Is there a point at which showing the whole truth makes for a less effective drama, because the audience starts tuning it out? I heard the opinion of one concentration camp survivor of SCHINDLER'S LIST: "It was good, but he only showed the nice parts." Spielberg didn't go as dark as he could have. But would the audience have followed him further into the darkness -- both literally, into the movie theater, and also emotionally, once they were sitting in the darkness?
I feel that there's a point at which darkness becomes spectacle, not storytelling. That's the point at which you're showing more darkness than you need to show us the story. There are ways of conveying the truth that are more effective for showing less. Quint's story of the sharks eating the survivors of the USS Indianapolis
arguably conveys more of the horror than actually seeing a historical flashback on the screen -- because it doesn't throw you out of the picture.
My personal favorite in both the darkness and sex departments is ROME. ROME was a seriously cruel show, with lots of sex and shocking language. But it was not a bleak show. Almost all of the violent characters were trying their best to do the right thing; I can't think of any violence that didn't have a point to it. And the sex scenes were pretty much all character scenes. Clausewitz called war "a continuation of diplomacy by other means." In ROME, sex is a continuation of dialogue by other means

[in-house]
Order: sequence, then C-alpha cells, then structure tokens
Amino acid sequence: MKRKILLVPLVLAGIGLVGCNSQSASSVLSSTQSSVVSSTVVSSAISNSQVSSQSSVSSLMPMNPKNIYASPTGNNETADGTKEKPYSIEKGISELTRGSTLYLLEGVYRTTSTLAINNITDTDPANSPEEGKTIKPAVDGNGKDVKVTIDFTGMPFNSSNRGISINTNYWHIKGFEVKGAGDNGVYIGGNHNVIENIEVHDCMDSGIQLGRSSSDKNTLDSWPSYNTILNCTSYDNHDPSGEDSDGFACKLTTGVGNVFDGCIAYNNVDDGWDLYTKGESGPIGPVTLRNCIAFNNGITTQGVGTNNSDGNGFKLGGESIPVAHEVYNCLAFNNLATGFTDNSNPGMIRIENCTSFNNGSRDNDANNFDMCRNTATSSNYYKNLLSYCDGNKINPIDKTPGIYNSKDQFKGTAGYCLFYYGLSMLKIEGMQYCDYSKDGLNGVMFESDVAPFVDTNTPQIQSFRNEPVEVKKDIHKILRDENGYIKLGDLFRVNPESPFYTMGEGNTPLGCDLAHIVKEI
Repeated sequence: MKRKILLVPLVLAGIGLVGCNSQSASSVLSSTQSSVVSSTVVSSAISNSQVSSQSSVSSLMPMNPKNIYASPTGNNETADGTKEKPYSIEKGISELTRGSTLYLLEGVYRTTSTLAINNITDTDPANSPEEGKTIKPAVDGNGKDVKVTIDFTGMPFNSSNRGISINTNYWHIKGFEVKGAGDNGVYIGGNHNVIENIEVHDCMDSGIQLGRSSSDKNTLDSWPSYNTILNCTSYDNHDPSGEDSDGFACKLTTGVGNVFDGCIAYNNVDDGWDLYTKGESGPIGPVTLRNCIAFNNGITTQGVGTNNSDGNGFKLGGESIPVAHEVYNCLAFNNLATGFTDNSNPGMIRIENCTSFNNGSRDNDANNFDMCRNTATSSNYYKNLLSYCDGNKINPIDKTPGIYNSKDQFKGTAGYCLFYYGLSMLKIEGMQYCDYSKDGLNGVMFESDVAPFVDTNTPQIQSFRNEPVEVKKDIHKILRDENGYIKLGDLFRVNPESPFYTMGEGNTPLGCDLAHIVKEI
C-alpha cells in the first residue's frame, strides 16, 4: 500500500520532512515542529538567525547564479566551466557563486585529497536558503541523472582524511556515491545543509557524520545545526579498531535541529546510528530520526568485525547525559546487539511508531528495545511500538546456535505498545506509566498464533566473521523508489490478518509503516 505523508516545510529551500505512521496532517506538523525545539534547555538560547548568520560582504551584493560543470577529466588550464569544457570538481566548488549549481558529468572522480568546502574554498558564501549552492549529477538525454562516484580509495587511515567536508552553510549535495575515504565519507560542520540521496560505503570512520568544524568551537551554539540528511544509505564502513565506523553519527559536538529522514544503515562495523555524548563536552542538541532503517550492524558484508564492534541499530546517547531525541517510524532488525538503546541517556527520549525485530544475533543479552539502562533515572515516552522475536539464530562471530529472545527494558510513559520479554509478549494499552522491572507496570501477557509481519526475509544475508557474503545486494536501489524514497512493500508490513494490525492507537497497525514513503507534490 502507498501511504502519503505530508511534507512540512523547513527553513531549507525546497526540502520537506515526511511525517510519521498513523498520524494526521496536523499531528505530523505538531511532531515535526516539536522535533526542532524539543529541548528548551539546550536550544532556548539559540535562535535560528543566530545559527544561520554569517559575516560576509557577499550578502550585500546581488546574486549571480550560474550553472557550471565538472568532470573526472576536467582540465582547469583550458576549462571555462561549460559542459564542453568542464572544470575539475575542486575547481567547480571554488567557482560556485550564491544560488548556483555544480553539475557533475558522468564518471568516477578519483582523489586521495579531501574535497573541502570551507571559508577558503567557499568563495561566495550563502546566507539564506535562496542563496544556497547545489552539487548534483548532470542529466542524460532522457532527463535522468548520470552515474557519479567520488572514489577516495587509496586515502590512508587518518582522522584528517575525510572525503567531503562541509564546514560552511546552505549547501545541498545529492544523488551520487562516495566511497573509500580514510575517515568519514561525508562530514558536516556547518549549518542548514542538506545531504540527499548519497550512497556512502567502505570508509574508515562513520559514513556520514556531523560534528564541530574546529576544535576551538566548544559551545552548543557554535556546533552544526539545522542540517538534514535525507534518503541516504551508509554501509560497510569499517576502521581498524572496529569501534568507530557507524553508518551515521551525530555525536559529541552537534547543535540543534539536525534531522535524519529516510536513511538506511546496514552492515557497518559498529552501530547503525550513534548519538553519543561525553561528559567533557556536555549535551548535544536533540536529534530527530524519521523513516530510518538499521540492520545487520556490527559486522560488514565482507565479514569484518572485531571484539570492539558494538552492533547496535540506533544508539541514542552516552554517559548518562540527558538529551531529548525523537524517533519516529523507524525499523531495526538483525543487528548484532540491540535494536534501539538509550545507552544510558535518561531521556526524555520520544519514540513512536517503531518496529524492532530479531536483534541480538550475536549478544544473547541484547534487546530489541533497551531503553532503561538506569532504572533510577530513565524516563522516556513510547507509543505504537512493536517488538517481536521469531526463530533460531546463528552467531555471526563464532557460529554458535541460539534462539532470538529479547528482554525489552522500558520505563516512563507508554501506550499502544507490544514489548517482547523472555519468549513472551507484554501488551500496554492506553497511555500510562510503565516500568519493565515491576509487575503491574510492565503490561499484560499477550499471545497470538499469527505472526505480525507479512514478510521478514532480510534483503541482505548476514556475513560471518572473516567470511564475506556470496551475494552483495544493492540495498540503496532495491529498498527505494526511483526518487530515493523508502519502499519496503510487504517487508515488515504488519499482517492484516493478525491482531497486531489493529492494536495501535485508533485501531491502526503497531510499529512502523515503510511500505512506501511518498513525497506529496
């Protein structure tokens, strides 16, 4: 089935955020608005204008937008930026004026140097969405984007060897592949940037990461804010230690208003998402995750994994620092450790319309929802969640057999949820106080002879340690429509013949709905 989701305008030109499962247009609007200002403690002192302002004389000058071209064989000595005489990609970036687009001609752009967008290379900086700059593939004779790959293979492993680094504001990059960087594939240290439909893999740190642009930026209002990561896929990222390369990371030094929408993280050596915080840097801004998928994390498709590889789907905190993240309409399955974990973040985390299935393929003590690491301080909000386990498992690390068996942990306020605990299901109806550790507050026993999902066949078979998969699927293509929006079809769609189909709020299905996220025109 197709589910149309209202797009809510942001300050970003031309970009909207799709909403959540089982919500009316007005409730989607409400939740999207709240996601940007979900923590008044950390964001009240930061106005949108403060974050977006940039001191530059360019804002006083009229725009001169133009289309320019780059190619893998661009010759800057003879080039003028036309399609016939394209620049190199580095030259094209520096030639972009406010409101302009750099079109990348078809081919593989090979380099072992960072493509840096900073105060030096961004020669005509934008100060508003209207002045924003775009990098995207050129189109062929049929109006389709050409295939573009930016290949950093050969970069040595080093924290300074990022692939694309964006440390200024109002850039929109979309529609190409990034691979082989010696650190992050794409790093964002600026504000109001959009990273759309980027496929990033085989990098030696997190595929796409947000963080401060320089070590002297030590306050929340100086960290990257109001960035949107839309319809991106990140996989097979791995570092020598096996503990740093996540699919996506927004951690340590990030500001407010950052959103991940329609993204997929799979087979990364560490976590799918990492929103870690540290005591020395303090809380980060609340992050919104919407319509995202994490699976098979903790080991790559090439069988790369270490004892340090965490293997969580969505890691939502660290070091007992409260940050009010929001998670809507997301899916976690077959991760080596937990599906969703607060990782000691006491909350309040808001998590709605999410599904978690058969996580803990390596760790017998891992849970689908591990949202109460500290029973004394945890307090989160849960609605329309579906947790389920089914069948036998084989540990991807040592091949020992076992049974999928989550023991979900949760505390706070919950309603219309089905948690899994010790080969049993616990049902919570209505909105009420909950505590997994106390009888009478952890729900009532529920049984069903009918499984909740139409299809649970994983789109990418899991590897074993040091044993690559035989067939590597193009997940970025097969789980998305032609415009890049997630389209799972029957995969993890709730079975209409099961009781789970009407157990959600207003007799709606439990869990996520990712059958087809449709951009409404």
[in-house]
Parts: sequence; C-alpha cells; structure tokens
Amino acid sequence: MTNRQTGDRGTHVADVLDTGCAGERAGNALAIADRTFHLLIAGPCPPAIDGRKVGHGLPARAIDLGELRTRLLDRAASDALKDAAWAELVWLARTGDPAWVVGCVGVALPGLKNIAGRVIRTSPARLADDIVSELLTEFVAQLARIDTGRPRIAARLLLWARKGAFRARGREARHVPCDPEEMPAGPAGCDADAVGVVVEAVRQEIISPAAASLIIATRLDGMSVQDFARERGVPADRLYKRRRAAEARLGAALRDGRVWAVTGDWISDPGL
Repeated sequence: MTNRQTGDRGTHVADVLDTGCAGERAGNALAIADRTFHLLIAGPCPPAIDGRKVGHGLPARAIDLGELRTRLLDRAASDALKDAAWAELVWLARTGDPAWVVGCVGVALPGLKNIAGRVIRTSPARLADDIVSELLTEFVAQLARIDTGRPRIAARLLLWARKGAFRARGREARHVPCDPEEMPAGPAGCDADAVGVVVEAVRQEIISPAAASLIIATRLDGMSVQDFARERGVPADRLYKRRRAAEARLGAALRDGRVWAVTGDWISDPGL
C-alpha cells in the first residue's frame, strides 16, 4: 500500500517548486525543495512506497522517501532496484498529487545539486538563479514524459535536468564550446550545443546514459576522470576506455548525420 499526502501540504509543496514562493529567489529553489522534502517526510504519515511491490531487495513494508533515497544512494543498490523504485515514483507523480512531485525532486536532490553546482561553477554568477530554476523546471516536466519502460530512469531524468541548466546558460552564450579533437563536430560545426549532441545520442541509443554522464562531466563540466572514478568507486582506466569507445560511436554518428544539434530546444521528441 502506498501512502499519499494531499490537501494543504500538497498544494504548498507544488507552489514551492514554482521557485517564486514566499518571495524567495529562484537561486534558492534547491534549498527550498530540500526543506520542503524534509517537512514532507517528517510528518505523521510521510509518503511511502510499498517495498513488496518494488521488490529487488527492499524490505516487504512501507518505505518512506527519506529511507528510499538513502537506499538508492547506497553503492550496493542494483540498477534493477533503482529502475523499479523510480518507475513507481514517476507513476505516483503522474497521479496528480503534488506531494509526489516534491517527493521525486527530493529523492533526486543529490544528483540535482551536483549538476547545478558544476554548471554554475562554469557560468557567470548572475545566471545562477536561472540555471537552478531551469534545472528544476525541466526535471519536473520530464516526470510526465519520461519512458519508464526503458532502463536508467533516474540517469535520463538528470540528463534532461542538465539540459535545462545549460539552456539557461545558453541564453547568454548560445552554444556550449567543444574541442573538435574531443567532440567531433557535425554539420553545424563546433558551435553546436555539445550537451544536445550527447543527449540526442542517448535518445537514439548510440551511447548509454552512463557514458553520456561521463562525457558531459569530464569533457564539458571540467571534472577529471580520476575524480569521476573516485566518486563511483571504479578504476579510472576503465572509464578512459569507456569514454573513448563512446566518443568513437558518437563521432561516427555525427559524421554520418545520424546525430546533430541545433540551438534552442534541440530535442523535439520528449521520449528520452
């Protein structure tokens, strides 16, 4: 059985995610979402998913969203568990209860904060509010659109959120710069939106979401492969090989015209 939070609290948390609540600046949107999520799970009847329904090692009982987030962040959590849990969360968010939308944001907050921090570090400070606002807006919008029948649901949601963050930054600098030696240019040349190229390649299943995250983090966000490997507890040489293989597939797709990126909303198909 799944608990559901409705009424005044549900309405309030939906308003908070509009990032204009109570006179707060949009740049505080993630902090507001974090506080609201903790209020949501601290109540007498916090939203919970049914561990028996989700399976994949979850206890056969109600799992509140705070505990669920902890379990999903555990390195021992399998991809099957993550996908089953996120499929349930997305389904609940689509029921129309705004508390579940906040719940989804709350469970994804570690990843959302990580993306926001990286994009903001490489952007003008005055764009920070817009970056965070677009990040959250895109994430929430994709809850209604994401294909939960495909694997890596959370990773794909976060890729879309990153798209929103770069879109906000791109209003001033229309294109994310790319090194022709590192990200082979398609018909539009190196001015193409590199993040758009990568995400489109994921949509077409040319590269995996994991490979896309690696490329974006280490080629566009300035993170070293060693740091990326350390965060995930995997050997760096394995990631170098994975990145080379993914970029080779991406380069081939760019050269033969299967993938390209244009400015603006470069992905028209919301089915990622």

My feeling is, show only as much of the darkness as you need to tell the story. Beyond that, you're indulging yourself.
At least, if my pay cable series goes, that's the standard I hope to apply.
UPDATE: To be clear, calling ZoS "hard to watch" isn't to say they've crossed the line into spectacle. I don't think they do. And if you don't find this stuff hard to watch, you're probably not watching with your heart.
Labels: Alex, craft
I've been following your page via RSS for about three months now, and IMHO, this is one of the better blogs. Violence in any medium--TV, games, movies, or otherwise--should still serve to advance the story in some way and not exist for the sake of violence itself. 'Robocop' was a good example of this....great post.
"[S]ex is a continuation of dialogue by other means." Yes, exactly! There's a lot of sex in my work, but it's always indicative of character.